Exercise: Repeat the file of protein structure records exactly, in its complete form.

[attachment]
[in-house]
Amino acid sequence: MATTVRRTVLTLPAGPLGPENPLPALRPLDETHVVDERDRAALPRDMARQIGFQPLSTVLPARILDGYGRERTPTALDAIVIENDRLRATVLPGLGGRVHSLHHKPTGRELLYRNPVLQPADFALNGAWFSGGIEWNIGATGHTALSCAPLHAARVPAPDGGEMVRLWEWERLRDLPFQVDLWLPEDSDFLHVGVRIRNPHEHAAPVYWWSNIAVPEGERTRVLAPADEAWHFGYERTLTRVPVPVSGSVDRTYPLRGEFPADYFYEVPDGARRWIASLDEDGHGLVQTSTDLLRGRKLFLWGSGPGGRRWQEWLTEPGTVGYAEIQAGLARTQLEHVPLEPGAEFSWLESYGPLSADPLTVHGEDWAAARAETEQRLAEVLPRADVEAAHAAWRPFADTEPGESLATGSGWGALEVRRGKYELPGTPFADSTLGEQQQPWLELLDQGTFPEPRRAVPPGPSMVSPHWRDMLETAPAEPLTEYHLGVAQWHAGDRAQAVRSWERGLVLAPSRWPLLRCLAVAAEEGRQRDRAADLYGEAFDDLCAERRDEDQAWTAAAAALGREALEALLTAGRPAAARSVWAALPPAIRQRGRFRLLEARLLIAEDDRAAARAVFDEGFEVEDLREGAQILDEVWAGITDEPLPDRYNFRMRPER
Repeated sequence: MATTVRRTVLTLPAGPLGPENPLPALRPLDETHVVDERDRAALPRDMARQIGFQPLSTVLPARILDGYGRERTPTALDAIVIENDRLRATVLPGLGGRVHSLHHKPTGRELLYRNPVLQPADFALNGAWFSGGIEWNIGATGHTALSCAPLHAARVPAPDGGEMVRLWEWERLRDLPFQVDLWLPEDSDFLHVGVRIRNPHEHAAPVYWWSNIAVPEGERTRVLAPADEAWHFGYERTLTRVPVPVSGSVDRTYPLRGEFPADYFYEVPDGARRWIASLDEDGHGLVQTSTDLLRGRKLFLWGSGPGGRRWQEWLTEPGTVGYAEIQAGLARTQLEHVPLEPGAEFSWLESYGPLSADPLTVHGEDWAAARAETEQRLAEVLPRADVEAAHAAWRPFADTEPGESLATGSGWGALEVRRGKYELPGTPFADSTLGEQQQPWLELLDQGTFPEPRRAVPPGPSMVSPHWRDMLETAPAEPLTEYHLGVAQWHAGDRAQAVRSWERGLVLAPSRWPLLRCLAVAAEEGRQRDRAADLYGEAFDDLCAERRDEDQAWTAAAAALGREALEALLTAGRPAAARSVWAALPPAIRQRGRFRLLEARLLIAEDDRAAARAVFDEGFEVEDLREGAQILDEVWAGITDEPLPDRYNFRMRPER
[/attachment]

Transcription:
[in-house]
Amino acid sequence: MATTVRRTVLTLPAGPLGPENPLPALRPLDETHVVDERDRAALPRDMARQIGFQPLSTVLPARILDGYGRERTPTALDAIVIENDRLRATVLPGLGGRVHSLHHKPTGRELLYRNPVLQPADFALNGAWFSGGIEWNIGATGHTALSCAPLHAARVPAPDGGEMVRLWEWERLRDLPFQVDLWLPEDSDFLHVGVRIRNPHEHAAPVYWWSNIAVPEGERTRVLAPADEAWHFGYERTLTRVPVPVSGSVDRTYPLRGEFPADYFYEVPDGARRWIASLDEDGHGLVQTSTDLLRGRKLFLWGSGPGGRRWQEWLTEPGTVGYAEIQAGLARTQLEHVPLEPGAEFSWLESYGPLSADPLTVHGEDWAAARAETEQRLAEVLPRADVEAAHAAWRPFADTEPGESLATGSGWGALEVRRGKYELPGTPFADSTLGEQQQPWLELLDQGTFPEPRRAVPPGPSMVSPHWRDMLETAPAEPLTEYHLGVAQWHAGDRAQAVRSWERGLVLAPSRWPLLRCLAVAAEEGRQRDRAADLYGEAFDDLCAERRDEDQAWTAAAAALGREALEALLTAGRPAAARSVWAALPPAIRQRGRFRLLEARLLIAEDDRAAARAVFDEGFEVEDLREGAQILDEVWAGITDEPLPDRYNFRMRPER
Repeated sequence: MATTVRRTVLTLPAGPLGPENPLPALRPLDETHVVDERDRAALPRDMARQIGFQPLSTVLPARILDGYGRERTPTALDAIVIENDRLRATVLPGLGGRVHSLHHKPTGRELLYRNPVLQPADFALNGAWFSGGIEWNIGATGHTALSCAPLHAARVPAPDGGEMVRLWEWERLRDLPFQVDLWLPEDSDFLHVGVRIRNPHEHAAPVYWWSNIAVPEGERTRVLAPADEAWHFGYERTLTRVPVPVSGSVDRTYPLRGEFPADYFYEVPDGARRWIASLDEDGHGLVQTSTDLLRGRKLFLWGSGPGGRRWQEWLTEPGTVGYAEIQAGLARTQLEHVPLEPGAEFSWLESYGPLSADPLTVHGEDWAAARAETEQRLAEVLPRADVEAAHAAWRPFADTEPGESLATGSGWGALEVRRGKYELPGTPFADSTLGEQQQPWLELLDQGTFPEPRRAVPPGPSMVSPHWRDMLETAPAEPLTEYHLGVAQWHAGDRAQAVRSWERGLVLAPSRWPLLRCLAVAAEEGRQRDRAADLYGEAFDDLCAERRDEDQAWTAAAAALGREALEALLTAGRPAAARSVWAALPPAIRQRGRFRLLEARLLIAEDDRAAARAVFDEGFEVEDLREGAQILDEVWAGITDEPLPDRYNFRMRPER